“Cholera is not endemic to Haiti, so people are getting very sick, very fast after contracting it,” explains Patrica Munday, AMURTEL’s program coordinator in Haiti.She is part of an AMURTEL medical team that travelled ecently to remote areas hit by the cholera epidemic, which has claimed thousands of lives and could affect another 400,000 according to the US CDC.
AMURTEL’s mobile medical team has seen 12,000 patients since the earthquake in January 2010, and continues to serve the most needy. In addition, AMURTEL community organisers work in the tent settlements to promote disease prevention there.
The clinics are headed by a volunteer medical practitioner from Boston, Dr. Marc Luis. Dr. Luis will tell you people die not from cholera itself, but from associated dehydration. Oral rehydration salts are the key to treatment. He says stocks are running short and the price has sky-rocketed.
Small outposts are desperate for supplies. “When they saw us they wanted to take everything we had”, Ornelia, a volunteer from Spain, recalls of the drive through one village, “so we had to go very fast. It was a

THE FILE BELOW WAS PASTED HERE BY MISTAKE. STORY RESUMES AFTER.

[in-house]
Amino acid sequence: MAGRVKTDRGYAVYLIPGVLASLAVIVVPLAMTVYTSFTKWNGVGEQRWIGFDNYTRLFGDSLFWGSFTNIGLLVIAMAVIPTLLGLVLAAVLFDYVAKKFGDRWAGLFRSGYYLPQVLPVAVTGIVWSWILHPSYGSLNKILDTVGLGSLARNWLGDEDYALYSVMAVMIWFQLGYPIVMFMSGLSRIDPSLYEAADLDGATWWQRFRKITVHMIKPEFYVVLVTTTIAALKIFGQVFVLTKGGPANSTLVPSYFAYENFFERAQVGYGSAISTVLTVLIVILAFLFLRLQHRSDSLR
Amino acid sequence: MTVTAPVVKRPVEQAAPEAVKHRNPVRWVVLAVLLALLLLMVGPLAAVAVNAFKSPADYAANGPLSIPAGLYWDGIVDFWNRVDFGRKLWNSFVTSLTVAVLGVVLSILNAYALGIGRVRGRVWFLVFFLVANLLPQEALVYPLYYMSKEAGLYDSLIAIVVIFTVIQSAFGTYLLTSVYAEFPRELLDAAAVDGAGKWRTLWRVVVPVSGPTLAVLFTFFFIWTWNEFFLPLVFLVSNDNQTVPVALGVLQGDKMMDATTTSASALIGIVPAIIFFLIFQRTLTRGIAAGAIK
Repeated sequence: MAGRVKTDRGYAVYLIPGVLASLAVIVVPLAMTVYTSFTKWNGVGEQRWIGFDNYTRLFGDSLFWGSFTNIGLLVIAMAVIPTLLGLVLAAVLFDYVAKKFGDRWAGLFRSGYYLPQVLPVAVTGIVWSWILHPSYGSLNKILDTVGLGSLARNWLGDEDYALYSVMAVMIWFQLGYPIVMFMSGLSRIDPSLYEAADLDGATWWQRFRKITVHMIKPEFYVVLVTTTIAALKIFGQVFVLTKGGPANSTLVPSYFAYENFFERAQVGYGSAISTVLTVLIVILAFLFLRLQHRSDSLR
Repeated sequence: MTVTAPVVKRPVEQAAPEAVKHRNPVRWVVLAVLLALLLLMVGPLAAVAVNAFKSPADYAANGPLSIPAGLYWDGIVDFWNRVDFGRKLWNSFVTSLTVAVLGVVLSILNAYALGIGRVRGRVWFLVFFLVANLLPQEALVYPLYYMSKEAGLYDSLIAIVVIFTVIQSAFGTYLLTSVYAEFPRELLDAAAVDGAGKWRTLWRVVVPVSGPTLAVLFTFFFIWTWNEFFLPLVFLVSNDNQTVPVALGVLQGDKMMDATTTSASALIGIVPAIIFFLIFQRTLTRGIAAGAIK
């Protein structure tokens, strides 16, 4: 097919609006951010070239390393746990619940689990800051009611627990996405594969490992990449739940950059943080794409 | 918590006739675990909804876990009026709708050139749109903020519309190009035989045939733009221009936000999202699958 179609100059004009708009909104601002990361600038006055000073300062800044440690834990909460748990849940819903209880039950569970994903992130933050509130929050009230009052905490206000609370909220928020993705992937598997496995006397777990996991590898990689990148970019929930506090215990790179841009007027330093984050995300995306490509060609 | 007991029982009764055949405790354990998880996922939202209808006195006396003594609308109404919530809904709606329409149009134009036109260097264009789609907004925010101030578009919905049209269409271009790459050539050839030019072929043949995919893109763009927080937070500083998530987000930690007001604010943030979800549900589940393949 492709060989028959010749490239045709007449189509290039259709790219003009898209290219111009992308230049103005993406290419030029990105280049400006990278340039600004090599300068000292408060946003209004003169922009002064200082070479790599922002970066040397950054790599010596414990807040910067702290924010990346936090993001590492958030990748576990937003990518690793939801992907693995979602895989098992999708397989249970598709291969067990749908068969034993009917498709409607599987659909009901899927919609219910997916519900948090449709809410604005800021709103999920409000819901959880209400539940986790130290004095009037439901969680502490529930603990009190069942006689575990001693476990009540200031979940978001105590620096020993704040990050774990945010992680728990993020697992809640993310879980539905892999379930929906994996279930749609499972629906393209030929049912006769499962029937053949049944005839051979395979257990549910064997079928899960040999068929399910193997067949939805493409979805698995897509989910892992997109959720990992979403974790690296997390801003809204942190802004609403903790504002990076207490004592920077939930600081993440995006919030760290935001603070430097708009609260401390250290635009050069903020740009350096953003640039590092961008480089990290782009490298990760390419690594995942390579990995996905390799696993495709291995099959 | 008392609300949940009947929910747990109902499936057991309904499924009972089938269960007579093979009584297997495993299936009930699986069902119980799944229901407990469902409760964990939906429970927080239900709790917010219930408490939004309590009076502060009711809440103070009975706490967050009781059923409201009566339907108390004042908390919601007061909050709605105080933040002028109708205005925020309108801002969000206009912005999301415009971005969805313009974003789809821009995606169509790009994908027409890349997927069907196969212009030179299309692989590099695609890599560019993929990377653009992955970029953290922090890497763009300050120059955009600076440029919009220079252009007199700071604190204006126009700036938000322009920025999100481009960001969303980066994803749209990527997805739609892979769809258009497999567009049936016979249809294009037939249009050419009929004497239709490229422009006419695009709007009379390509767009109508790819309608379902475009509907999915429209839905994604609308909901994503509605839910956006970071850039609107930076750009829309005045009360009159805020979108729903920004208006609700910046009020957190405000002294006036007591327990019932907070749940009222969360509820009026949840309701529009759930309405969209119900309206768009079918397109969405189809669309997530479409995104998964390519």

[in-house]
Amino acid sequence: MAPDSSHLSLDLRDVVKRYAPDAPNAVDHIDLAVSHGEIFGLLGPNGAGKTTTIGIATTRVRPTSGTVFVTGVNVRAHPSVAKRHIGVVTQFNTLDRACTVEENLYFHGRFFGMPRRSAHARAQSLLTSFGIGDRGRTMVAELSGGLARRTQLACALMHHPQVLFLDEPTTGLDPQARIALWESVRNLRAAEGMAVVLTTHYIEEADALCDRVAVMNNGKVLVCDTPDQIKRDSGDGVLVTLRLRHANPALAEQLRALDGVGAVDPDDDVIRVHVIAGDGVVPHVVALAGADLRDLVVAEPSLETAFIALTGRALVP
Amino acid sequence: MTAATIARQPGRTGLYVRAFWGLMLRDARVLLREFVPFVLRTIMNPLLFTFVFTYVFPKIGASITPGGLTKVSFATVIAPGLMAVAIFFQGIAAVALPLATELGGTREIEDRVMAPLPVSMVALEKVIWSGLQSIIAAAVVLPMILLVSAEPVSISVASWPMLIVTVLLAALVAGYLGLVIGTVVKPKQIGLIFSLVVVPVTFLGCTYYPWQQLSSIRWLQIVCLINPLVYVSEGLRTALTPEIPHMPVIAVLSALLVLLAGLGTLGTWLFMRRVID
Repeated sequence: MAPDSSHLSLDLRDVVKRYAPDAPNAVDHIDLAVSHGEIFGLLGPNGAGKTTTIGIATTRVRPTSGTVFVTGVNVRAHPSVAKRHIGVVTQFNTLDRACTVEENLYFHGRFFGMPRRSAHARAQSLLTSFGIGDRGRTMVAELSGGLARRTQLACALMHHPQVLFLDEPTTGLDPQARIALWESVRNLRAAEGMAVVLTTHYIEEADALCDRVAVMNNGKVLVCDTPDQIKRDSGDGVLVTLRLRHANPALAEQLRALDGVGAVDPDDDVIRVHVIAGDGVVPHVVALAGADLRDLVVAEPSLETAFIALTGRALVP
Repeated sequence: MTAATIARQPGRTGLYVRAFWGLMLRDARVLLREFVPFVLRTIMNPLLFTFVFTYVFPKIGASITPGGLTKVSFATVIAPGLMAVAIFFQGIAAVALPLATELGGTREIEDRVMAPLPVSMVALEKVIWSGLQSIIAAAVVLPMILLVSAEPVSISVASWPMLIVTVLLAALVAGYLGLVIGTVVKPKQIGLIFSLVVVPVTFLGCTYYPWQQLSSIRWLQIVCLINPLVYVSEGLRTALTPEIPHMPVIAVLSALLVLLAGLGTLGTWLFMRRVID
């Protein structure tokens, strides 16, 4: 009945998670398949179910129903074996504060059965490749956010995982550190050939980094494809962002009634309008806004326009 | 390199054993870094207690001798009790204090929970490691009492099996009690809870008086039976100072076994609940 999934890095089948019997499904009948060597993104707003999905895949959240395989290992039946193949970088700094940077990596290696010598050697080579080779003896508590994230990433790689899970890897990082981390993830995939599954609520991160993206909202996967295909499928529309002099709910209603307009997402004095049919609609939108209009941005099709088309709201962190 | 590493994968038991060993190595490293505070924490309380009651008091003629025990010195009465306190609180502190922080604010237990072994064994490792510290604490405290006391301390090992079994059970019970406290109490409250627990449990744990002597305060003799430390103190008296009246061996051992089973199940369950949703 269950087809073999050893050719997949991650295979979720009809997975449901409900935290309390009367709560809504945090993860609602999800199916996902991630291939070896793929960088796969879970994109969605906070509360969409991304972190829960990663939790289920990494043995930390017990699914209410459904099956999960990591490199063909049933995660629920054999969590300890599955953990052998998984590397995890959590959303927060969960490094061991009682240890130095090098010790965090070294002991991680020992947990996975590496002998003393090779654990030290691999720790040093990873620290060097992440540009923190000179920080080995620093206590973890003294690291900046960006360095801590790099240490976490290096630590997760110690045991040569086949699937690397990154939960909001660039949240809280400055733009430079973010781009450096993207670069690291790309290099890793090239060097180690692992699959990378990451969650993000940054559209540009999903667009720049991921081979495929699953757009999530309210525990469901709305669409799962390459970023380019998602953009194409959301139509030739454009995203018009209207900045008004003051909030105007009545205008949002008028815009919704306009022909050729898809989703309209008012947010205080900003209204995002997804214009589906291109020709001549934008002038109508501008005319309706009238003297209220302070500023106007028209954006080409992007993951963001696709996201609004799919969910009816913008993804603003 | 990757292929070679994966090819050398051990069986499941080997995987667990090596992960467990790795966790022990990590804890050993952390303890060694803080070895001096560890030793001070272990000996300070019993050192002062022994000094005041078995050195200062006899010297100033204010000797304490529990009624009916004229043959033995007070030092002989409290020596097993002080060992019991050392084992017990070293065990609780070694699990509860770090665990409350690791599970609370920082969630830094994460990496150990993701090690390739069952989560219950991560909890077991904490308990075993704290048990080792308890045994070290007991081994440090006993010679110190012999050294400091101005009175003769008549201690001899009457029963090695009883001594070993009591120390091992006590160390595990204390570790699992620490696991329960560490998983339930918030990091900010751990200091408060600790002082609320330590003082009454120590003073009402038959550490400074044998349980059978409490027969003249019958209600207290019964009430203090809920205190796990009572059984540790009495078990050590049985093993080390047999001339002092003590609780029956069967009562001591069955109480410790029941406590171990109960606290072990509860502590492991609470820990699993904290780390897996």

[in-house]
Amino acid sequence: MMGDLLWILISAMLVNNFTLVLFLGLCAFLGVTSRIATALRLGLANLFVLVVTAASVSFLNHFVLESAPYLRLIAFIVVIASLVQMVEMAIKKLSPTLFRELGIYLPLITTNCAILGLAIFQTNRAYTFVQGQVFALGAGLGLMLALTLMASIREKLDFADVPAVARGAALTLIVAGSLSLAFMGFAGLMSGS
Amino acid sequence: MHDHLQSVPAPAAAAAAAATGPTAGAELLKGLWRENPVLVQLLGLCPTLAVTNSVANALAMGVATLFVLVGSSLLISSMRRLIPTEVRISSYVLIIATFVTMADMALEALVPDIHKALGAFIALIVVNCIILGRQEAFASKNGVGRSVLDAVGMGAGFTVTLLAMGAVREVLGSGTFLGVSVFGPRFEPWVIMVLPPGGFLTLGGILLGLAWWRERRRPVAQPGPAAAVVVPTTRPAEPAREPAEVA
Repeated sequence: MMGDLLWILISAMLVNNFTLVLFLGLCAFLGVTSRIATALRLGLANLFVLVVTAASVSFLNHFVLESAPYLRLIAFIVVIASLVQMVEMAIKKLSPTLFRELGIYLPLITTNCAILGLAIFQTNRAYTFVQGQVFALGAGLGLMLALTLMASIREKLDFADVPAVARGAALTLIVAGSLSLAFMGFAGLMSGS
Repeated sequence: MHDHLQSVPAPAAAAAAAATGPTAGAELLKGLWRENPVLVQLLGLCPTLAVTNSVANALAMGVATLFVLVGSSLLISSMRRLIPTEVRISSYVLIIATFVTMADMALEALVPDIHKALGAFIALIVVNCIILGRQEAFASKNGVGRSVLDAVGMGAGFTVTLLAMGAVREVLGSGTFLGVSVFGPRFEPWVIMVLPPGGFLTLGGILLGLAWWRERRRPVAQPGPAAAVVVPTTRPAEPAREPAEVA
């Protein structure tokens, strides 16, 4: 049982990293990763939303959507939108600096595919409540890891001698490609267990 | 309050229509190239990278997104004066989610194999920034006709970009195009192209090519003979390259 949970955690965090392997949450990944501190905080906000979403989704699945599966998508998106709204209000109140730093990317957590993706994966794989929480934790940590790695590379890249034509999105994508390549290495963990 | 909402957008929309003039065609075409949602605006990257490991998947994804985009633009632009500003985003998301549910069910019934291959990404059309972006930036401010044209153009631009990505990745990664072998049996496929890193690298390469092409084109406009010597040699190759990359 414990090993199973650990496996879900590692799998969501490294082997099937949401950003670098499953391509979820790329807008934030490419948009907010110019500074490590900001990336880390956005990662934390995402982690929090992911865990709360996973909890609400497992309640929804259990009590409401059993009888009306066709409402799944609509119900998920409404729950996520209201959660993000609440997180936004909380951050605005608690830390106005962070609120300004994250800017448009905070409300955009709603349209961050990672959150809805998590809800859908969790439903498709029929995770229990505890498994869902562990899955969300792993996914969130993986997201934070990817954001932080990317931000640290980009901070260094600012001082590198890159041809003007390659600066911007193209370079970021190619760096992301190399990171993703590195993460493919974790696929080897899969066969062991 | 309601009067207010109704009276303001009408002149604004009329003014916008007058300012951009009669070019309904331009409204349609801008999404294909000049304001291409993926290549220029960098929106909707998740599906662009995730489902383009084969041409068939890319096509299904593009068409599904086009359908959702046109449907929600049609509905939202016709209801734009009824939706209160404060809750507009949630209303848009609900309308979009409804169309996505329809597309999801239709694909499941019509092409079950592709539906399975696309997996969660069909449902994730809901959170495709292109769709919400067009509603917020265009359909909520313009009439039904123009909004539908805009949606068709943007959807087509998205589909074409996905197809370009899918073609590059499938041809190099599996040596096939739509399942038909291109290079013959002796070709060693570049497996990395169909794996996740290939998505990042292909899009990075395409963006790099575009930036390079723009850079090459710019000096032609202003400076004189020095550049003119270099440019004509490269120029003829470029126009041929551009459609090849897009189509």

moment of tension.”
“The first cases were in Artibonite”, says Munday, referring to the river valley that had 35,000 infections in the first month. The river’s source in forests of the Dominican Republic means it’s one of the few in Haiti that flows connsistently, so it’s also the primary food-producing region. That raises further concerns: the UN says “initial assessments suggest food security and agricultural planning have been affected.” Also, distribution of
contaminated food could trigger new outbreaks.
The cholera bacteria spread when faeces from an infected person contaminates the water people drink or the food people eat. Prevention is straightforward if hygiene is good and water available. But only 25% have running water, and many have no health facilities.